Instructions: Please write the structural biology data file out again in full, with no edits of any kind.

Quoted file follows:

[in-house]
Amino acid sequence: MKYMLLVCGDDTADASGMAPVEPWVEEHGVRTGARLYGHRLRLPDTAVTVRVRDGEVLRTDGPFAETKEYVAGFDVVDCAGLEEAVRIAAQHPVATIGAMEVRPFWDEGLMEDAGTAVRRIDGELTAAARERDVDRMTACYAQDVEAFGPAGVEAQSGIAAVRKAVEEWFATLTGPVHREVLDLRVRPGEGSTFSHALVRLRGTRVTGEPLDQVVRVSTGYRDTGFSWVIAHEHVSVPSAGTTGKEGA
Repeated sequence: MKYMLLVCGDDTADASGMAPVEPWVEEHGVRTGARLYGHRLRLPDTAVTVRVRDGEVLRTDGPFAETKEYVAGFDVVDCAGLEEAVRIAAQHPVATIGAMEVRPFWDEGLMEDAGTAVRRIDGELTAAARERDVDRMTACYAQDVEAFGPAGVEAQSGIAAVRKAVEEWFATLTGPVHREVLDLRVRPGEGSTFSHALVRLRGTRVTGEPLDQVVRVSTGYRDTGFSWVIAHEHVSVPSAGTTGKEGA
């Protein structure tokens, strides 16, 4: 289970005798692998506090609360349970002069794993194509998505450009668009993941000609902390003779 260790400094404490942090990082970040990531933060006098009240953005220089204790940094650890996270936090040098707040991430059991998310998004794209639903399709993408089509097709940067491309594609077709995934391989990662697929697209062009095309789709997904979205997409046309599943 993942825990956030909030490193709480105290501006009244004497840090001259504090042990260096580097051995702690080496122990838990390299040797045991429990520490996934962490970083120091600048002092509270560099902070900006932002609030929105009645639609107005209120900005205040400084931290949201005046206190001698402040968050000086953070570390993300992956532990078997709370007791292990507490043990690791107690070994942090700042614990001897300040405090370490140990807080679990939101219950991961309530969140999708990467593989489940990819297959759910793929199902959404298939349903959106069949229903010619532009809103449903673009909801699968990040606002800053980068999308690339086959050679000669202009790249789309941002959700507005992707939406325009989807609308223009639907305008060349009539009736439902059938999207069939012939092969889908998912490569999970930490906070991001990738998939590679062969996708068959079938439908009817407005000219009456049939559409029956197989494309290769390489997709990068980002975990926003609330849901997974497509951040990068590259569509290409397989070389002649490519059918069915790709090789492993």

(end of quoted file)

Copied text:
[in-house]
Amino acid sequence: MKYMLLVCGDDTADASGMAPVEPWVEEHGVRTGARLYGHRLRLPDTAVTVRVRDGEVLRTDGPFAETKEYVAGFDVVDCAGLEEAVRIAAQHPVATIGAMEVRPFWDEGLMEDAGTAVRRIDGELTAAARERDVDRMTACYAQDVEAFGPAGVEAQSGIAAVRKAVEEWFATLTGPVHREVLDLRVRPGEGSTFSHALVRLRGTRVTGEPLDQVVRVSTGYRDTGFSWVIAHEHVSVPSAGTTGKEGA
Repeated sequence: MKYMLLVCGDDTADASGMAPVEPWVEEHGVRTGARLYGHRLRLPDTAVTVRVRDGEVLRTDGPFAETKEYVAGFDVVDCAGLEEAVRIAAQHPVATIGAMEVRPFWDEGLMEDAGTAVRRIDGELTAAARERDVDRMTACYAQDVEAFGPAGVEAQSGIAAVRKAVEEWFATLTGPVHREVLDLRVRPGEGSTFSHALVRLRGTRVTGEPLDQVVRVSTGYRDTGFSWVIAHEHVSVPSAGTTGKEGA
């Protein structure tokens, strides 16, 4: 289970005798692998506090609360349970002069794993194509998505450009668009993941000609902390003779 260790400094404490942090990082970040990531933060006098009240953005220089204790940094650890996270936090040098707040991430059991998310998004794209639903399709993408089509097709940067491309594609077709995934391989990662697929697209062009095309789709997904979205997409046309599943 993942825990956030909030490193709480105290501006009244004497840090001259504090042990260096580097051995702690080496122990838990390299040797045991429990520490996934962490970083120091600048002092509270560099902070900006932002609030929105009645639609107005209120900005205040400084931290949201005046206190001698402040968050000086953070570390993300992956532990078997709370007791292990507490043990690791107690070994942090700042614990001897300040405090370490140990807080679990939101219950991961309530969140999708990467593989489940990819297959759910793929199902959404298939349903959106069949229903010619532009809103449903673009909801699968990040606002800053980068999308690339086959050679000669202009790249789309941002959700507005992707939406325009989807609308223009639907305008060349009539009736439902059938999207069939012939092969889908998912490569999970930490906070991001990738998939590679062969996708068959079938439908009817407005000219009456049939559409029956197989494309290769390489997709990068980002975990926003609330849901997974497509951040990068590259569509290409397989070389002649490519059918069915790709090789492993």